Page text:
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Wesleyan Cemetery, in disrepair for years, could be helped by National Register of Historic Places

Posted at 11:03 PM, Oct 31, 2019
and last updated 2019-10-31 23:33:02-04

CINCINNATI — Wesleyan Cemetery, in Northside, has been plagued by disrepair and neglect for years.

The fight to help the small cemetery, which even played a role in the Underground Railroad, came to a head when the man in charge of maintaining it was jailed for pocketing money meant for the cemetery's upkeep.

Wesleyan is the oldest continually operated cemetery in Hamilton County, and has been maintained by the City of Cincinnati since the previous caretaker was jailed. While the grass is mowed and overall upkeep is stable, the cemetery is still full of crumbling headstones, plaques and stones embedded in earth and grass and other, larger infrastructure issues only made worse as time marches on.

"There are people from the Revolutionary and Civil War there," said Lisa May, who's working to save the cemetery after learning she has several relatives buried there. "There's a ton of history in it."

May learned 10 months ago, after doing family research, that she has eight family members she knows of buried at Wesleyan. She believes there could be more, but because many graves have been destroyed, lost their headstones or fallen into total disrepair, it's hard to be certain.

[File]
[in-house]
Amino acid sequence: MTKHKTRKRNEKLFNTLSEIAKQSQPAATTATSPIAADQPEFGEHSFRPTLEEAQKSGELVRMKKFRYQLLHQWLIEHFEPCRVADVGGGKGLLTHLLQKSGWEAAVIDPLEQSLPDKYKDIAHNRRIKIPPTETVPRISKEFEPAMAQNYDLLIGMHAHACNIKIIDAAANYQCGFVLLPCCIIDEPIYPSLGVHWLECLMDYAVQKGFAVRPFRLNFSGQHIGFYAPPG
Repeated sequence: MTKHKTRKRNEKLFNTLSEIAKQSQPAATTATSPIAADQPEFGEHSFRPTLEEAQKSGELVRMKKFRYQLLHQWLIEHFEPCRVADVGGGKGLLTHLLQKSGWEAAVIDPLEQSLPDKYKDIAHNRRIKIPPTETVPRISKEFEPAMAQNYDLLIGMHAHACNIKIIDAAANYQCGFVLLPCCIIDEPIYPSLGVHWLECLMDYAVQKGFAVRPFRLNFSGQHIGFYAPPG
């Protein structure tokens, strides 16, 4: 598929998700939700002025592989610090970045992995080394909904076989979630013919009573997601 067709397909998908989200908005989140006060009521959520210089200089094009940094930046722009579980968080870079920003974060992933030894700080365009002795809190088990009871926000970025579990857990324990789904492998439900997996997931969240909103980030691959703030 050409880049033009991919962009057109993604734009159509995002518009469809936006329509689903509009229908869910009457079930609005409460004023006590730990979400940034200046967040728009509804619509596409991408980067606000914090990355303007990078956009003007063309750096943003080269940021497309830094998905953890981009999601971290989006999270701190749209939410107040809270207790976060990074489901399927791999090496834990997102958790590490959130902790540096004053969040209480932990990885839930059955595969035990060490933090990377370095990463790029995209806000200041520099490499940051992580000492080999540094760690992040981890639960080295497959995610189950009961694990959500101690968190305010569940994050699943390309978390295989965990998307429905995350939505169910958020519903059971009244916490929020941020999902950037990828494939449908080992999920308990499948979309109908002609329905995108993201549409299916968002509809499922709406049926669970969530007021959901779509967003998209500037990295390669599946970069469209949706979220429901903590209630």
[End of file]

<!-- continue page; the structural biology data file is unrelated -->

May believes she can help get Wesleyan Cemetery placed on the National Register of Historic places -- a list maintained by the National Parks Service. Around 100 people submit applications at the state level each year, and the state approves around one third of those.

"Of those we send to the National Park Service, they typically get listed and that's because we do build in a lot of attention to that process," said Barb Powers, department head of inventory and registration at the State Historic Preservation Office.

She said most cemeteries don't make it onto the register, because the designation is reserved for places where historic events occurred. This is where May believes Wesleyan might actually have a chance.

"There's a lot of history there due to the Underground Railroad," May said. "They would hold mock funerals."

Being placed on the list alone won't keep the cemetery from decaying, but it could help secure funding that could go towards preserving it.

"There's an awareness raised through National Register listing, so people have a better appreciation of why some place is significant and why it should be preserved," said Powers.

If Wesleyan is placed on the National Register of Historic Places, the designation could take anywhere from six months to a year. It has to pass rigorous tests at the state and national level to earn the accreditation.

But May believes the cemetery's historical significance is too important to go down without a fight. She said she'd like to work on uncovering just how many family histories exist under the surface of the cemetery. An important step to the process, in May's opinion, is to piece together her family history and those of others before the significant disrepair in the cemetery means it's gone forever.

"Those are people's families, family members, so I'd like to try and stop that," said May.